All that glitters isn’t gold…

I am disgusted with myself. I feel like a million tiny spiders of world-life are spanning across my brain. I am awash in ankle-biter issues and things to do. Things, horrible, temporary, things I want. I have no needs, None. And yet my eyes are starry with the glittery things around me. All worthless pursuits become urgent.

This is going to get ugly. This week Blackberry (Rim technologies) experienced global spasms. Growing pains, I guess. Like the millions of other Blackberry owners, I could care less about the literal cause of their problems. I only cared that my phone suddenly failed to collect my emails. My calendar didn’t alert me to appointments and who knows how many phone calls bounced back into technosphere.

Rewind to last Friday. Patrick and I were enjoying breakfast at IHOP when he made the loaded observation that the iPhone is incredibly amazing. You know “everyone” we know has one and they’re “so much better” than our phones. Never mind that we were so excited to get smartphones less than a year ago. Time for an upgrade, right? The rest of that weekend I sleuthed through eBay and unauthorized websites for cheap deals on unlocked iPhones. In fact, I bought one on eBay before I panicked at my worldliness and lust for newness. I contacted the seller and begged him to cancel the transaction.

I survived a few more days ignoring the iPhone users around me, willing myself to be content with my Blackberry. Enter the global glitch. I was instantly convinced that my phone had failed, it must be a sign that I should buy a new phone – an iPhone! Then, when I realized it was a temporary, broader issue, I tried to believe that Blackberry is second-rate and I should still get a new phone.

I don’t know about you, but I can do mental gymnastics over silly decisions such as this. Really, it’s lust. “Do not be conformed to this age, but be transformed by the renewing of your mind.” Romans 12:2 Suddenly, conviction washed over me. How much time and energy I had wasted shopping around for a cheap new phone? I didn’t like what I saw in the rearview mirror of my day.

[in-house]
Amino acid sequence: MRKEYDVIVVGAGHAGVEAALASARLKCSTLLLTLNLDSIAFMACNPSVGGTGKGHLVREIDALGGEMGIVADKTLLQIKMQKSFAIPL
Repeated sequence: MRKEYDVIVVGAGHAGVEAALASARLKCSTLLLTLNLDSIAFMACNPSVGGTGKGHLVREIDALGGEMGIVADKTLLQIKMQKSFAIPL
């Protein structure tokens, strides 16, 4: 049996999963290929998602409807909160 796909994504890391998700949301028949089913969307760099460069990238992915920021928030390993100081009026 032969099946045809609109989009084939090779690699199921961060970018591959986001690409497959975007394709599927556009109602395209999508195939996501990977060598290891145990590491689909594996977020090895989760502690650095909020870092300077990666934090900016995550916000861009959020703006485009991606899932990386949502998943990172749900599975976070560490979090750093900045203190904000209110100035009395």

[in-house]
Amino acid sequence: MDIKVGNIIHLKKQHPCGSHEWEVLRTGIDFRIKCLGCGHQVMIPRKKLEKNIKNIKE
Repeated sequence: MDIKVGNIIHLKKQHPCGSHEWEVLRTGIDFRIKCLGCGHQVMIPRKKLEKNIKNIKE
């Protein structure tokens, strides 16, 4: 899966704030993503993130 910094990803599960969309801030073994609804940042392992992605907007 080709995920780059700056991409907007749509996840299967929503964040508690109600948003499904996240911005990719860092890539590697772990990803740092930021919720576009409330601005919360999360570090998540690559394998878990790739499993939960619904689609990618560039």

This “age” is littered with techno-crap. Who writes a to-do list anymore? We keep it on our smartphone. I can barely read a map (I hate to admit it) the GPS evolved in my lifetime. I don’t like phone conversations – why not email, text or use some other more removed mode of communication. I Need my coffeemaker, I Need my Kindle, I Need my cellphone, my mp3 player, my microwave – my buttons. Staples even coined the “Easy Button.” Isn’t that what we’ve all come to expect? Push-button happiness.

I wonder, has Satan used “progress” to distract us? We are progressively more absorbed by our things that our relationships are withering. And it’s not only our relationships with each other. It’s our relationship with God.

“The true worth of a man is to be measured by the objects he pursues…” Marcus Aurelius

6 thoughts on “All that glitters isn’t gold…

  1. I think personally you’re being way too hard on yourself (it’s not very hard to get caught up in all that stuff) but I think you hit the nail 100% on the head in your last paragraph and that’s something for us all to really think about.

    1. Thanks for the encouragement. Maybe I am a little dramatic (:
      But I want to be careful and aware of the desires of my heart – to keep them focused on Jesus.

  2. I have to keep constant watch on my worldly life, especially when it comes to technology. It takes work to create balance, but it can be done.

    Having said that, I’d like to say that I love my Windows 7 Phone (an AT&T Focus). My husband can’t stand it, but I love it. I take almost all of my pictures on it and they are so easy to manage. Plus, the things is highly compatible with windows applications. This doesn’t help, I’m sure, but I couldn’t resist.

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